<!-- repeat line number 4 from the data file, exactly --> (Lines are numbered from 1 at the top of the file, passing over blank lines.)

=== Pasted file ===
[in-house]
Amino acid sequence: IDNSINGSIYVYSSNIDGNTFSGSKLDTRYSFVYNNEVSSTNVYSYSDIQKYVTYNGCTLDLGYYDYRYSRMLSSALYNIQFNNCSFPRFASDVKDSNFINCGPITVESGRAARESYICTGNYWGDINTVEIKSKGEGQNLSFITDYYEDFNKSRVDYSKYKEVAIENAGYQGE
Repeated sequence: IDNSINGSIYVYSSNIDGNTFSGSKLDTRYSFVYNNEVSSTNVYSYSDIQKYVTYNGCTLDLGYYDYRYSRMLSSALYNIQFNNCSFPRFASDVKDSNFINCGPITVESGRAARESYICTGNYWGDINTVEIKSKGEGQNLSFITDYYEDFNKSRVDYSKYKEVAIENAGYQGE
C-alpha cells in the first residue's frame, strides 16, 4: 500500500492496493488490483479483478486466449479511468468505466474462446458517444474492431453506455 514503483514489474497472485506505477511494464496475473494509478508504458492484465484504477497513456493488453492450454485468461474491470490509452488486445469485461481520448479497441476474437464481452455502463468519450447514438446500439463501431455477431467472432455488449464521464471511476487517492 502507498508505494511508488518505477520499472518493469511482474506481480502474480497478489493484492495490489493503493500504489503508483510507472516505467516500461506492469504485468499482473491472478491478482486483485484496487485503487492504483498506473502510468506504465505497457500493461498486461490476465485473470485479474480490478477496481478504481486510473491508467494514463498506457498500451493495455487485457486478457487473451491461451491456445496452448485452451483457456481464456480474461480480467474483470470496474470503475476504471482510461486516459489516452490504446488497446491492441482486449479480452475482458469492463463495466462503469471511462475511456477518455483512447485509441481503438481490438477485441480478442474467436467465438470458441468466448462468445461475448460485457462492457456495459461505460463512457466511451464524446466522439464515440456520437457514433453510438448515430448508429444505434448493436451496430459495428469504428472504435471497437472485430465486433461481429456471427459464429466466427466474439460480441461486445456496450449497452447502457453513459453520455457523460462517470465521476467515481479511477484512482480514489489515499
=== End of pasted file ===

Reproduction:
C-alpha cells in the first residue's frame, strides 16, 4: 500500500492496493488490483479483478486466449479511468468505466474462446458517444474492431453506455 514503483514489474497472485506505477511494464496475473494509478508504458492484465484504477497513456493488453492450454485468461474491470490509452488486445469485461481520448479497441476474437464481452455502463468519450447514438446500439463501431455477431467472432455488449464521464471511476487517492 502507498508505494511508488518505477520499472518493469511482474506481480502474480497478489493484492495490489493503493500504489503508483510507472516505467516500461506492469504485468499482473491472478491478482486483485484496487485503487492504483498506473502510468506504465505497457500493461498486461490476465485473470485479474480490478477496481478504481486510473491508467494514463498506457498500451493495455487485457486478457487473451491461451491456445496452448485452451483457456481464456480474461480480467474483470470496474470503475476504471482510461486516459489516452490504446488497446491492441482486449479480452475482458469492463463495466462503469471511462475511456477518455483512447485509441481503438481490438477485441480478442474467436467465438470458441468466448462468445461475448460485457462492457456495459461505460463512457466511451464524446466522439464515440456520437457514433453510438448515430448508429444505434448493436451496430459495428469504428472504435471497437472485430465486433461481429456471427459464429466466427466474439460480441461486445456496450449497452447502457453513459453520455457523460462517470465521476467515481479511477484512482480514489489515499